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Little Regent Hall

Little Regent Hall, Sheringham

Subtly tucked away in the centre of Sheringham, Little Regent Hall began life as a stable block in 1890.  Since then it has been used as a community hall/central hub for local events and more recently as a permanent residency for the previous owners.  A number of local residents we have spoken to remember visiting the building for community events such as Brownies and town meetings.  This history was evident in the raised stage area that still remained in the main room/hall prior to the renovation.

The site was left in a poor state of repair with a number of ugly extension attempts, boundary walls left to ruin, and overgrown vegetation all of which detracted from the true character of the site.

Huge credit has to go to the current owners whose vision, attention to detail and hands on approach helped sympathetically transform the property into a functional and beautiful family home with bed and breakfast.

You enter the property through the only major exterior addition in the shape of an oak framed porch and once inside you are greeted by a cosy yet spacious centrepiece to the property as you step into an open plan communal area with double height ceiling.  The unique window height and handmade staircase draw your eye up to the newly added first floor and its exposed link walkway leading to the generous living quarters that house two bedrooms, two bathrooms and a snug area hidden neatly between the eaves.

 

Externally, there are a number of thoughtful touches which demonstrate the clients' willingness to go the extra mile to incorporate such as the rebuild of the boundary wall using the original bricks and the installation of a new gate using the original oversized steel hinge.  A hand built shed/woodstore was created using the roof trusses that were removed.  Stained glass windows were reclaimed.  Green tiles were used on the threshold that came from the original chimney surround.  Lastly, the discovery of the original Victorian ‘chocolate block’ floor bricks that would have formed the stable enclosures were found to be in remarkable condition given their age and previous use and were included in the development.  It is also interesting to note the addition of bat holes in the new ridge tiles that were relined with felt from the original roof as bats are less likely to occupy a space lined with fresh felt.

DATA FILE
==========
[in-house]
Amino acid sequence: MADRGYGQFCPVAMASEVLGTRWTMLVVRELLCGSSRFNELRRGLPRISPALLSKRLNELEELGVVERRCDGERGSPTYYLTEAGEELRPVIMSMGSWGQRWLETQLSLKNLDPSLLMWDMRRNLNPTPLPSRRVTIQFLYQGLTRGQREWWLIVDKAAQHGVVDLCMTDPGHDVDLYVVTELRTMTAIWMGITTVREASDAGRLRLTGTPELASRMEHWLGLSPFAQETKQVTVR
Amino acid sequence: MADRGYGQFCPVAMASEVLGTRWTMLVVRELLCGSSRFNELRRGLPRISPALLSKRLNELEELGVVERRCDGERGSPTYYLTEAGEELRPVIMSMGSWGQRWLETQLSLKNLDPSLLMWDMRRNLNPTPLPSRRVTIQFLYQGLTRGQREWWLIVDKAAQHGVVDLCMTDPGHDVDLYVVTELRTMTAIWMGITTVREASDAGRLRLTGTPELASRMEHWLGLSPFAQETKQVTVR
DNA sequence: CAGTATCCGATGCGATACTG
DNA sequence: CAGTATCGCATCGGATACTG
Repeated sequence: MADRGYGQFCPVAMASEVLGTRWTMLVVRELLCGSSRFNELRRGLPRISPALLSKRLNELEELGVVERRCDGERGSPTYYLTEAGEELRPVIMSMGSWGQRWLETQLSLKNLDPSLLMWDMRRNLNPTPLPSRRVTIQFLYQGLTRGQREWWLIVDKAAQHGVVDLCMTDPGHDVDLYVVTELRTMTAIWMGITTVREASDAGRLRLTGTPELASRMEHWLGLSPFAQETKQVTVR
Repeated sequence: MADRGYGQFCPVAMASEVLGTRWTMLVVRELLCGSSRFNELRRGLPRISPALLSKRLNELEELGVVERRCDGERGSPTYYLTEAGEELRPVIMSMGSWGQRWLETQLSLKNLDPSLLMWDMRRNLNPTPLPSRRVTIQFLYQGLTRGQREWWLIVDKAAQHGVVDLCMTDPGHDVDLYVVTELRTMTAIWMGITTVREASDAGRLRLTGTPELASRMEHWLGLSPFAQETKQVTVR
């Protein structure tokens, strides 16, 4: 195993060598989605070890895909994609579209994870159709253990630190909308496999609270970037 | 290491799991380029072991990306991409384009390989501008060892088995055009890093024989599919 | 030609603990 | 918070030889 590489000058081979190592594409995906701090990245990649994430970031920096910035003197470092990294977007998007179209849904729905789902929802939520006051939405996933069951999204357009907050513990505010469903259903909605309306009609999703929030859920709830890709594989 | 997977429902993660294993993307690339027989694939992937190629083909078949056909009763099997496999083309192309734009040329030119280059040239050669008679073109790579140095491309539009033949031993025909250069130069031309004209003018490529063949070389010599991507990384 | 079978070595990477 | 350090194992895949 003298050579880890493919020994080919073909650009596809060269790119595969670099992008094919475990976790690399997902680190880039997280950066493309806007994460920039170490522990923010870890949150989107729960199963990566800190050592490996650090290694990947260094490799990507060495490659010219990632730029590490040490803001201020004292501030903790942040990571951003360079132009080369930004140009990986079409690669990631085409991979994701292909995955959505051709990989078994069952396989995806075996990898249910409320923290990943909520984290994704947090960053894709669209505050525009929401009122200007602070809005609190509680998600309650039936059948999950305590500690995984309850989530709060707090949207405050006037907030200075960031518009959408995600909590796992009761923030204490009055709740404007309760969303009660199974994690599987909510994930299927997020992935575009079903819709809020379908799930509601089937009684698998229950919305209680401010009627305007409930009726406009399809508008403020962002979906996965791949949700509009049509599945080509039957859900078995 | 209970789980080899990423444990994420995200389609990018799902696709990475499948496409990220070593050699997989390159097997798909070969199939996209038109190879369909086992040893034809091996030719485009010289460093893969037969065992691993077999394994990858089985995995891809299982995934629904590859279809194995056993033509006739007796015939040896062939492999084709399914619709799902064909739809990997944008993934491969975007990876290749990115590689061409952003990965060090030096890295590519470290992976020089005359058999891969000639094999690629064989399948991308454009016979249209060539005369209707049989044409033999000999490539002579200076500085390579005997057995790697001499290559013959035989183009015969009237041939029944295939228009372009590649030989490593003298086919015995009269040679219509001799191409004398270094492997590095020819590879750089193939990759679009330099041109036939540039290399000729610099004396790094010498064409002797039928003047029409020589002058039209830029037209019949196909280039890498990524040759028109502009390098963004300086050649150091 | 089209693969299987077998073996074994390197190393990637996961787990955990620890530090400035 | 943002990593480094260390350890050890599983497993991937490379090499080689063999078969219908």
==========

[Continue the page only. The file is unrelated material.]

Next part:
External structural additions were minimal but the removal of the front and rear extensions, cleaning and reworking of exterior brick, a complete re-roof, and a significant amount of groundworks have helped restore the property to its former glory.  The transformation efforts were no less strenuous internally with a huge clean-up operation and multiple complex structural alterations to completely rework the layout and allow for the addition of a first floor without affecting the existing roofline.  Thankfully, the tasteful fit and finish chosen by the client beautifully completes the look, allowing this building to be enjoyed for many more years to come.  And all just in time for their daughter’s wedding which took place the weekend after they moved in!

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